As a mom who in the past had been a certified lifeguard for a decade, I am very cautious about the ocean and rivers--anywhere that has currents or riptides that can go unseen.  As a very strong swimmer at the age of 13 I almost drown in an unseen current in the Youghiogheny River.  My 7 and 9 year old are not allowed in the ocean deeper than where the water is up to their knees at the lowest point in the wave cycle.  Even then there are sometimes waves that are bigger than they can handle, so I or DH must always be within arms reach.  Those are our rules.  We only go to the beach for 1 wk/yr and last year my oldest was an ok pool swimmer and youngest couldn't swim without floaties.  We kept the floaties on her and her older sister used nothing, since we didn't have a life vest, but if we'd had them, they both would have worn them.  I have been thinking of investing in them, as I believe they are the safest thing to use.  DD2 subsequently took swim lessons at a local pool and can now she can swim independently for small stints.  But by the time summer rolls around again, she may not remember her newfound skills.  So our rules will likely be the same this year.  IMO, I think there's a bigger risk of being lulled into a false sense of security thinking of the ocean waves as simply fun things for kids to play in than by putting a life vest on our LO.  We need to have a healthy respect for mother nature because she has zero respect for us.  That said, I still believe the *safest* arrangement is not just having kids wear life vests in the ocean but also by *always* also being within arms reach because drownings can happen in the blink of an eye.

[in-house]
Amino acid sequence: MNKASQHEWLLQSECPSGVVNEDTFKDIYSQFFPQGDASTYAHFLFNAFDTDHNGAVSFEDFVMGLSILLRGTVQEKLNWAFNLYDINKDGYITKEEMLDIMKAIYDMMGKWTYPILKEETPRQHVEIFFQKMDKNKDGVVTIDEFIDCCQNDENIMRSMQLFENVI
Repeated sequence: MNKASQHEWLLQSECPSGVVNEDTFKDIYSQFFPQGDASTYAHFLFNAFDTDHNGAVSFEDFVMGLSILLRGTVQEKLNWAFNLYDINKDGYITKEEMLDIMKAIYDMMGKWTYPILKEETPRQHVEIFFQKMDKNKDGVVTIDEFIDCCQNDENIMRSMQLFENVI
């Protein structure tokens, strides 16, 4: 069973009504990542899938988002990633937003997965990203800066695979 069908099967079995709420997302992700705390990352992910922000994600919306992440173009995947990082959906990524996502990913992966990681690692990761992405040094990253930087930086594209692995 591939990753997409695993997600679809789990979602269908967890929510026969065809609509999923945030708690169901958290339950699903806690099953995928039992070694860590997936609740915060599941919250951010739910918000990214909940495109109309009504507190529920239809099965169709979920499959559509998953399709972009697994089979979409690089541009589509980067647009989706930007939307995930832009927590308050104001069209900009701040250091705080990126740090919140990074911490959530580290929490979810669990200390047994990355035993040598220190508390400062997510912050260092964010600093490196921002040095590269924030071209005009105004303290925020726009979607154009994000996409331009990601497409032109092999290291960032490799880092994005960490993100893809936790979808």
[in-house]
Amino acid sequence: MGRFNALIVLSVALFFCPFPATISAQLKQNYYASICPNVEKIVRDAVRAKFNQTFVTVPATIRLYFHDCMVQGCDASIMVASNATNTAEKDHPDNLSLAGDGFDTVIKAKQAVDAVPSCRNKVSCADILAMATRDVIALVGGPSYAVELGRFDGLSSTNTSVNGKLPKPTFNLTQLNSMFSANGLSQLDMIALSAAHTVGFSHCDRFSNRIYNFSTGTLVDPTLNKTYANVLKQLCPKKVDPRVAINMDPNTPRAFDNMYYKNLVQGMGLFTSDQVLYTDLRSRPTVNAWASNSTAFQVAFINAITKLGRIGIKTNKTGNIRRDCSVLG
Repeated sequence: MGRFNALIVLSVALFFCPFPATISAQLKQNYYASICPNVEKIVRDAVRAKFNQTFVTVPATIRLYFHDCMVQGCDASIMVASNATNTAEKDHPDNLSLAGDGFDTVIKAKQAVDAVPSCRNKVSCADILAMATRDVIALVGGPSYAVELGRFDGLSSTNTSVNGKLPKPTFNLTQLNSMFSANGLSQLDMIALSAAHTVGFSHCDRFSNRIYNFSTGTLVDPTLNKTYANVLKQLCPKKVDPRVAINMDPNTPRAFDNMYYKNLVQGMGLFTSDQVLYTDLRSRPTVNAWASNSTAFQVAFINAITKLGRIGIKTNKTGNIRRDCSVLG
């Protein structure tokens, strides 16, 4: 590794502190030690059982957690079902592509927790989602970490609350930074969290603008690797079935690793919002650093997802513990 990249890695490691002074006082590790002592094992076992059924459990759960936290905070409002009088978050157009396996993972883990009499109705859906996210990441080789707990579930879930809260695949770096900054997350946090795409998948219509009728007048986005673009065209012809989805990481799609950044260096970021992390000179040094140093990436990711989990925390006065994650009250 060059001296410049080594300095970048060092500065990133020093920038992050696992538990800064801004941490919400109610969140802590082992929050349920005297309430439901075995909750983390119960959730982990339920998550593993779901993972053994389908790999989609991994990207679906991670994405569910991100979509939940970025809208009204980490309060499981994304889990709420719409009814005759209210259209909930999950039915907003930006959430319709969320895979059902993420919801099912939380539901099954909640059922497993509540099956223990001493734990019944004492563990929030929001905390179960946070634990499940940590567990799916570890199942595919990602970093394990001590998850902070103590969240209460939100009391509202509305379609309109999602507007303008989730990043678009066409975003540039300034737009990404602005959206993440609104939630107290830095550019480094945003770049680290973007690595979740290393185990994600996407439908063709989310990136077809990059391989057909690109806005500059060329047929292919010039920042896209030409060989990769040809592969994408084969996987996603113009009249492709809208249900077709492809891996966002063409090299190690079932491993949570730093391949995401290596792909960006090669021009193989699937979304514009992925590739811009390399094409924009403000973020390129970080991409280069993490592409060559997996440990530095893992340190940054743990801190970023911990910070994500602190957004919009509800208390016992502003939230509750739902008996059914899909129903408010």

post #33 of 48

I grew up near the ocean (Atlantic Ocean) and we currently live near the Gulf so we spend a lot of time in the water.  I have never put my kids in life jackets.  My gut has always said that it seems less safe, because a child is more likely to go deeper out and because the jacket is pulling them up, they have less grip/strength in their feet to hold them in an upright position and are more likely to get knocked about by the waves..  I'm very strict about how deep I allow my children to go.  In calm water (small waves) my 7 and 9 yo aren't allowed past their respective waists, and my 3-yo isn't allowed past his knees unless an adult is holding his hand at all times.  If there are moderate waves (and we never get really big waves), the 7 and 9 year old aren't allowed past their knees and the 4-yo not past his ankles.   We go to the ocean frequently and I grew up in the ocean, I feel that learning how to stand in waves, learning how to jump up and ride the wave and how to keep one's balance with the wave is important and since a life jacket increase buoyancy, I'm afraid it's going to throw balance off.  I'm not a lifeguard or an expert or anything, this is just my gut feeling.  I feel that having a safe, strong grip on the ocean floor while standing, staying in shallow water and being familiar with waves and how to ride them, and staying out of water known for riptides or strong currents is the most important factor for safety.  Where we live now, there is one beach which is known for having sneaky riptides and at the beach, swimming is prohibited.   Where I grew up, there was one beach that everyone *knew* was dangerous, and we never went there.  So, I feel like generally it is "known" where the dangerous beaches are, so doing research before going and swimming is also important.   This is for the Atlantic and Gulf anyway.  I've never been to the Pacific..I think the Pacific generally has higher waves and stronger tides, so that could be different.